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2013 in the garden

Posted: Monday 31 December 2012
by James Alexander-Sinclair

New Year’s Eve. A defining moment, the joys and traumas of Christmas behind us and the blank page of 2013 stretching ahead like a freshly hoovered carpet.


Tagetes flowers

New Year’s Eve. A defining moment, the joys and traumas of Christmas behind us and the blank page of 2013 stretching ahead like a freshly hoovered carpet. The question is whether, for us gardeners, that carpet will be lush shag pile or meagrely tufted economy blend.

Last year was not a good year as there was too much rain and general bleariness for anything much to thrive. Vegetables drowned and fruit never really came to much, roses were battered by showers and meadows were flattened. Thank goodness or the Olympics with all that stirring sportiness to occupy our minds - and also for the tantalising glimpses of the Olympic plantings of James Hitchmough, Nigel Dunnett and Sarah Price. Perhaps they will all be given baronetcies in tomorrow’s New Year’s Honours list.

This year will, we hope, be different and the sun will shine on all our endeavours. I am not really a fan of New Year Resolutions as I feel one is just setting oneself up for disappointment but, in the interests of fearlessly honest journalism, here are three:

I want to grow marigolds. I know they seem frightfully old fashioned and not at all sexy but I think it is time for a revival. In particular a tall (about 1.5m high) variety called a Tagetes ‘Cinnabar’, which is dark red.

I must go and visit more gardens. There are so many wonderful places in this country and I have visited shamefully few of them. Likewise I need to go to more small nurseries. The horticultural industry in this county is struggling and we all need to support our local suppliers. We also need to encourage young people to go into gardening: it is a fabulous profession. Perhaps not the highest paid, but undoubtedly one of the most satisfying. We have a grand tradition of great gardening in this country and this is something worth protecting.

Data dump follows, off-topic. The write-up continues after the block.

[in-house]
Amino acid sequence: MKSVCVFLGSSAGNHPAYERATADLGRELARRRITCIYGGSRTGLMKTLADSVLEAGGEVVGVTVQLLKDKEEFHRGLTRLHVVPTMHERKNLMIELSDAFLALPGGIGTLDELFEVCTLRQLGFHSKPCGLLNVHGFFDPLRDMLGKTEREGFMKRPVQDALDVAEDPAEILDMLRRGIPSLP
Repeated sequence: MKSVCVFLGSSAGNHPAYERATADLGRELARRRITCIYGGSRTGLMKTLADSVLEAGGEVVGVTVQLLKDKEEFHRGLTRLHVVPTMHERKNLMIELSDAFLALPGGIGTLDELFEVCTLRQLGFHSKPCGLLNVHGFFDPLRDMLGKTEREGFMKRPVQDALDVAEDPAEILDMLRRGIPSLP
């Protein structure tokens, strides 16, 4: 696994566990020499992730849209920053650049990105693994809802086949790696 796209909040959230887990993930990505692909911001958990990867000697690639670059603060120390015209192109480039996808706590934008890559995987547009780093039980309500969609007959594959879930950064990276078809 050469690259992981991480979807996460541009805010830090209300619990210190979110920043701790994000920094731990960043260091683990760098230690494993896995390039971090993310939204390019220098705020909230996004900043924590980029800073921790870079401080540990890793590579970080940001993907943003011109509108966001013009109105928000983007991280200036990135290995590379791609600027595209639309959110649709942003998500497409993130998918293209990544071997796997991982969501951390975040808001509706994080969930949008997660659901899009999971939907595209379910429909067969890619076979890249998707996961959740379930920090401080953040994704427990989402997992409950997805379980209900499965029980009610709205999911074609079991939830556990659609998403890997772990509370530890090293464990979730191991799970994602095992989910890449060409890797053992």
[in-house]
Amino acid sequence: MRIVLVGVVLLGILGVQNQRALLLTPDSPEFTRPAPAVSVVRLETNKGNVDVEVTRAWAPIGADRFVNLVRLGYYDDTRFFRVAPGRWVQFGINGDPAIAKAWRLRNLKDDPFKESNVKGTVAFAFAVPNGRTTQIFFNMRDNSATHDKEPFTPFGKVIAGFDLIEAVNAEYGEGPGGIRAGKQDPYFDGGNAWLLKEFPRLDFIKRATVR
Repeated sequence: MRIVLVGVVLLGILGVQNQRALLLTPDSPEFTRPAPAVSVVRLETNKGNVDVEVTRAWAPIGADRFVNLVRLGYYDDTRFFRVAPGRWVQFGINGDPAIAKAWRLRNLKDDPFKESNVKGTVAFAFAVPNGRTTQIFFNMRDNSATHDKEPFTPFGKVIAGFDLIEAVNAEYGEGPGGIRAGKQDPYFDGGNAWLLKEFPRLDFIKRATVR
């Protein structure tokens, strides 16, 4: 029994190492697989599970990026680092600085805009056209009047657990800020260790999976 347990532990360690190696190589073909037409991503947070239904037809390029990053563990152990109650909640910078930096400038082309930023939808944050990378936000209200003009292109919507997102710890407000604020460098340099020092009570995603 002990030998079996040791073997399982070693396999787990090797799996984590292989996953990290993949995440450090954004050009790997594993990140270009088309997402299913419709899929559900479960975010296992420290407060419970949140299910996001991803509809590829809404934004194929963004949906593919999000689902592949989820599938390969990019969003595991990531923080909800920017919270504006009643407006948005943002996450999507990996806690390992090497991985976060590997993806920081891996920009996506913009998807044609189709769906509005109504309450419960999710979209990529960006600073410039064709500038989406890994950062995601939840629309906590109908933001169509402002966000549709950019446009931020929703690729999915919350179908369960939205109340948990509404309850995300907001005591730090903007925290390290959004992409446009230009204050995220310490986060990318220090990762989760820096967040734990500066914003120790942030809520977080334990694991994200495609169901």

I would like to learn how to weld. This is not really very gardenish but all the same I think it would be fun. All those sparks and Robocop masks.

I am sure you have your own resolutions - good luck to you all and Happy New Year.



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happymarion 31/12/2012 at 09:20

Happy New Year to you too, James and my resolution is the same as it has been for as many years as I can remember for just that - to make it is happy as I can and that goes for the garden too. I mean to enjoy it rain or shine but a bit more shine would be good as you say. I know "Into every life a little rain must fall" but this has been much more than a little!

flowering rose 31/12/2012 at 22:06

I love Marigolds,I grew the common old fashion ones this year and they such a long lasting show and were the only plant that did so well.I grew them on my front border and they looked stunning even if I say so myself.I wish you a very happy new year and may it bring you a lovely summer and happy hours of garening.

gardenning granny 03/01/2013 at 19:47

My alternative last year was to grow gaillardias which put on a fantastic show all summmer until November!

My new years resolution is to plant more self-saved seed, and more unusual seed collected as I travel around.  Only problem is knowing where to plant the successes when I discover what it is I have grown!  So far I have 6 golden rain trees, grown from sseed collected at a motorway service station in France, and probably far too big for my small garden and several Wisteria from pods of my Wisteria "Lawrence".  These I will grow on in pots out of curiosity to see what happens in ten years time!

Elizabeth Bellis-Sheldon 05/01/2013 at 12:06

Like you I don't like marigolds but I found an old bed beneath massive & dense weeds in the front of our French cottage bordering a road. The bed has very poor soil & is very dry, I chucked marigold seeds around with gay abandon & unfortunately I forgot them for weeks whilst making new borders around the rest of the cottage but when I did check on them they were magnificent & flowered abundently with very little care right through until the first frost in November. Bad soil, very hot, 2,500ft above sea level & they still performed - marvellous!

Andrew walton 28/02/2013 at 20:44

hi got a qweshton about sowing clematis seeds sowd twis but not havin g eny look i wood apeshea a bit of advisedif you have any thancks andrew